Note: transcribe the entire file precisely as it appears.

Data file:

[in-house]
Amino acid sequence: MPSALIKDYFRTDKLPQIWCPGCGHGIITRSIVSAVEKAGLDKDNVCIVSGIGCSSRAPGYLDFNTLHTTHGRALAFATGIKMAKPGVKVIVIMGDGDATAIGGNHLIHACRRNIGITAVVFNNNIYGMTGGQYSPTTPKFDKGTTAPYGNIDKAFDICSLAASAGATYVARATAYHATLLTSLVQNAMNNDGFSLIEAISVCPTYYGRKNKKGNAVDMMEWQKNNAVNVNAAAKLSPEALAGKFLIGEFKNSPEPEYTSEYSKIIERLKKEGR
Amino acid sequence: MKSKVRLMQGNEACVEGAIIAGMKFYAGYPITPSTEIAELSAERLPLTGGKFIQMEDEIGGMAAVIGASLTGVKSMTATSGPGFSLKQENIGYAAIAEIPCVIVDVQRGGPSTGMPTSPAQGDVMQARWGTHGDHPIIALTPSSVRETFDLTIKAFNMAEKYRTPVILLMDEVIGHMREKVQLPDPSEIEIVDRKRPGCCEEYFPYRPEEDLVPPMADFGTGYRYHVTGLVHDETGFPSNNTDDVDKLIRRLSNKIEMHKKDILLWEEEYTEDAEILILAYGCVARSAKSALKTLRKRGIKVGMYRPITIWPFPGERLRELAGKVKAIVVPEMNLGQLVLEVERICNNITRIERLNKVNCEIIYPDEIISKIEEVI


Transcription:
[in-house]
Amino acid sequence: MPSALIKDYFRTDKLPQIWCPGCGHGIITRSIVSAVEKAGLDKDNVCIVSGIGCSSRAPGYLDFNTLHTTHGRALAFATGIKMAKPGVKVIVIMGDGDATAIGGNHLIHACRRNIGITAVVFNNNIYGMTGGQYSPTTPKFDKGTTAPYGNIDKAFDICSLAASAGATYVARATAYHATLLTSLVQNAMNNDGFSLIEAISVCPTYYGRKNKKGNAVDMMEWQKNNAVNVNAAAKLSPEALAGKFLIGEFKNSPEPEYTSEYSKIIERLKKEGR
Amino acid sequence: MKSKVRLMQGNEACVEGAIIAGMKFYAGYPITPSTEIAELSAERLPLTGGKFIQMEDEIGGMAAVIGASLTGVKSMTATSGPGFSLKQENIGYAAIAEIPCVIVDVQRGGPSTGMPTSPAQGDVMQARWGTHGDHPIIALTPSSVRETFDLTIKAFNMAEKYRTPVILLMDEVIGHMREKVQLPDPSEIEIVDRKRPGCCEEYFPYRPEEDLVPPMADFGTGYRYHVTGLVHDETGFPSNNTDDVDKLIRRLSNKIEMHKKDILLWEEEYTEDAEILILAYGCVARSAKSALKTLRKRGIKVGMYRPITIWPFPGERLRELAGKVKAIVVPEMNLGQLVLEVERICNNITRIERLNKVNCEIIYPDEIISKIEEVI